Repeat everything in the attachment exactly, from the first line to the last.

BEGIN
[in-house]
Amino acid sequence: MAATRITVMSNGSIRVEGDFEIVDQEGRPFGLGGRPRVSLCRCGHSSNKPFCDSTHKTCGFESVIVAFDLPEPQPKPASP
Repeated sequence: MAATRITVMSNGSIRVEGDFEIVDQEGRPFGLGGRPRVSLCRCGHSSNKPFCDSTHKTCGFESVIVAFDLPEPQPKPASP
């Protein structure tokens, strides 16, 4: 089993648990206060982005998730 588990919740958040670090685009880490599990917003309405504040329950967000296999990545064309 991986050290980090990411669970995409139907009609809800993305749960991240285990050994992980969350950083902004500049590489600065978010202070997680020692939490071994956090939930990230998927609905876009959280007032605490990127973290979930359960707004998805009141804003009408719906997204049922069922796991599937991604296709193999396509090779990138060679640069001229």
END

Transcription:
[in-house]
Amino acid sequence: MAATRITVMSNGSIRVEGDFEIVDQEGRPFGLGGRPRVSLCRCGHSSNKPFCDSTHKTCGFESVIVAFDLPEPQPKPASP
Repeated sequence: MAATRITVMSNGSIRVEGDFEIVDQEGRPFGLGGRPRVSLCRCGHSSNKPFCDSTHKTCGFESVIVAFDLPEPQPKPASP
């Protein structure tokens, strides 16, 4: 089993648990206060982005998730 588990919740958040670090685009880490599990917003309405504040329950967000296999990545064309 991986050290980090990411669970995409139907009609809800993305749960991240285990050994992980969350950083902004500049590489600065978010202070997680020692939490071994956090939930990230998927609905876009959280007032605490990127973290979930359960707004998805009141804003009408719906997204049922069922796991599937991604296709193999396509090779990138060679640069001229």